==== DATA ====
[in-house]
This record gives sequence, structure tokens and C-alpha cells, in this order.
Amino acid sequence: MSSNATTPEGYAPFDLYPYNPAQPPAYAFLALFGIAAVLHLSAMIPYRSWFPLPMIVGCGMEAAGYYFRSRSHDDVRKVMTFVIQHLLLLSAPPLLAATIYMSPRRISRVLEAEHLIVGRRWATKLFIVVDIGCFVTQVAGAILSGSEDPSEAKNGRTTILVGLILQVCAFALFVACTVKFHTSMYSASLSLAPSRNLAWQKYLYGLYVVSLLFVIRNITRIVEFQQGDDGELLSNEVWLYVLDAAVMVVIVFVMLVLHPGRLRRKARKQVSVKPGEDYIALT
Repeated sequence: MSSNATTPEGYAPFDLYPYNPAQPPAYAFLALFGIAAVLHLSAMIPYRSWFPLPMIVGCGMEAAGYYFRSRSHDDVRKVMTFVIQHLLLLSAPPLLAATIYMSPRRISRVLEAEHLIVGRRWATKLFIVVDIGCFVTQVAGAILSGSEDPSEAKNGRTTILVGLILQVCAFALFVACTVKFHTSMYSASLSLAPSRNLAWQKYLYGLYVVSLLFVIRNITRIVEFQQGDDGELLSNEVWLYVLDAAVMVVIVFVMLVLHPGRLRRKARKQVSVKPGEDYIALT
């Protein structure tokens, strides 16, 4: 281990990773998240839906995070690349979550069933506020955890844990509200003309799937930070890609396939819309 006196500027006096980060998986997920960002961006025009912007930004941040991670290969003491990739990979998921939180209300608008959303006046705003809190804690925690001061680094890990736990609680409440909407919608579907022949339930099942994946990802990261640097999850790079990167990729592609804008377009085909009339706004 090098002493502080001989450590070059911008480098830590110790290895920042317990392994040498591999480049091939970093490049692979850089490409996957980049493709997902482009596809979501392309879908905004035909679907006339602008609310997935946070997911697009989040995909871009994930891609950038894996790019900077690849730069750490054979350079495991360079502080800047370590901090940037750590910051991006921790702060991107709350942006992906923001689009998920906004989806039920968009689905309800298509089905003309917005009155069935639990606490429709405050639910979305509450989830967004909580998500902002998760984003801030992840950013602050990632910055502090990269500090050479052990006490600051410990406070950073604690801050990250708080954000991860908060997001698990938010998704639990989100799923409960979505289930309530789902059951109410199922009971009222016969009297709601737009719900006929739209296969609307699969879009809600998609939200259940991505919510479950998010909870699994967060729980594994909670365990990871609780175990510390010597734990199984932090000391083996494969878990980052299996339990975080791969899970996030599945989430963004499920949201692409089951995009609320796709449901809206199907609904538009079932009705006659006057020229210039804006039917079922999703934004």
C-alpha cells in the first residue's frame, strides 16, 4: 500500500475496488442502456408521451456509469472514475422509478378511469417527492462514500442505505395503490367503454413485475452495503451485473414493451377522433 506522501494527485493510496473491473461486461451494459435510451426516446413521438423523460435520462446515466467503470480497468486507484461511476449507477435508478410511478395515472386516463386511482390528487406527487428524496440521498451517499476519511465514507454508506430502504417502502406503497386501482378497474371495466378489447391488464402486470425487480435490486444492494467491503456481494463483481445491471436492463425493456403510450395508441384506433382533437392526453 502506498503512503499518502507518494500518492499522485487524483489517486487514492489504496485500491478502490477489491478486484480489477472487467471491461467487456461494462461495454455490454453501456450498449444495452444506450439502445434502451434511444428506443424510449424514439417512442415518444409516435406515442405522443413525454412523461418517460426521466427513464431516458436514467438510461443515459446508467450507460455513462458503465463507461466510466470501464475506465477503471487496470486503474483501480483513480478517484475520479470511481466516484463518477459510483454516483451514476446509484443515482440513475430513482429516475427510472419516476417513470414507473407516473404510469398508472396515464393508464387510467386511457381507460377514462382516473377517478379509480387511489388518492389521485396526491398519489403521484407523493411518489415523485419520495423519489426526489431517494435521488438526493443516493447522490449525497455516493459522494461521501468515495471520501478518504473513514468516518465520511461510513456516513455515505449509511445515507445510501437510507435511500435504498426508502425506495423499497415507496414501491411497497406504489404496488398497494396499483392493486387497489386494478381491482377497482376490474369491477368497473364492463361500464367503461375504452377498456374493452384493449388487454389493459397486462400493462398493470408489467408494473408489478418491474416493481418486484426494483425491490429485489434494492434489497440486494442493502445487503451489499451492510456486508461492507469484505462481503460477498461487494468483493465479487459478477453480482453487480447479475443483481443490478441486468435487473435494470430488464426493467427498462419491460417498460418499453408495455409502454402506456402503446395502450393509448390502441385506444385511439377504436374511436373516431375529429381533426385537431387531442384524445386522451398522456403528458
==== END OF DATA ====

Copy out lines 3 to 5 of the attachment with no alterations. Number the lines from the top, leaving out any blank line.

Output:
Amino acid sequence: MSSNATTPEGYAPFDLYPYNPAQPPAYAFLALFGIAAVLHLSAMIPYRSWFPLPMIVGCGMEAAGYYFRSRSHDDVRKVMTFVIQHLLLLSAPPLLAATIYMSPRRISRVLEAEHLIVGRRWATKLFIVVDIGCFVTQVAGAILSGSEDPSEAKNGRTTILVGLILQVCAFALFVACTVKFHTSMYSASLSLAPSRNLAWQKYLYGLYVVSLLFVIRNITRIVEFQQGDDGELLSNEVWLYVLDAAVMVVIVFVMLVLHPGRLRRKARKQVSVKPGEDYIALT
Repeated sequence: MSSNATTPEGYAPFDLYPYNPAQPPAYAFLALFGIAAVLHLSAMIPYRSWFPLPMIVGCGMEAAGYYFRSRSHDDVRKVMTFVIQHLLLLSAPPLLAATIYMSPRRISRVLEAEHLIVGRRWATKLFIVVDIGCFVTQVAGAILSGSEDPSEAKNGRTTILVGLILQVCAFALFVACTVKFHTSMYSASLSLAPSRNLAWQKYLYGLYVVSLLFVIRNITRIVEFQQGDDGELLSNEVWLYVLDAAVMVVIVFVMLVLHPGRLRRKARKQVSVKPGEDYIALT
């Protein structure tokens, strides 16, 4: 281990990773998240839906995070690349979550069933506020955890844990509200003309799937930070890609396939819309 006196500027006096980060998986997920960002961006025009912007930004941040991670290969003491990739990979998921939180209300608008959303006046705003809190804690925690001061680094890990736990609680409440909407919608579907022949339930099942994946990802990261640097999850790079990167990729592609804008377009085909009339706004 090098002493502080001989450590070059911008480098830590110790290895920042317990392994040498591999480049091939970093490049692979850089490409996957980049493709997902482009596809979501392309879908905004035909679907006339602008609310997935946070997911697009989040995909871009994930891609950038894996790019900077690849730069750490054979350079495991360079502080800047370590901090940037750590910051991006921790702060991107709350942006992906923001689009998920906004989806039920968009689905309800298509089905003309917005009155069935639990606490429709405050639910979305509450989830967004909580998500902002998760984003801030992840950013602050990632910055502090990269500090050479052990006490600051410990406070950073604690801050990250708080954000991860908060997001698990938010998704639990989100799923409960979505289930309530789902059951109410199922009971009222016969009297709601737009719900006929739209296969609307699969879009809600998609939200259940991505919510479950998010909870699994967060729980594994909670365990990871609780175990510390010597734990199984932090000391083996494969878990980052299996339990975080791969899970996030599945989430963004499920949201692409089951995009609320796709449901809206199907609904538009079932009705006659006057020229210039804006039917079922999703934004």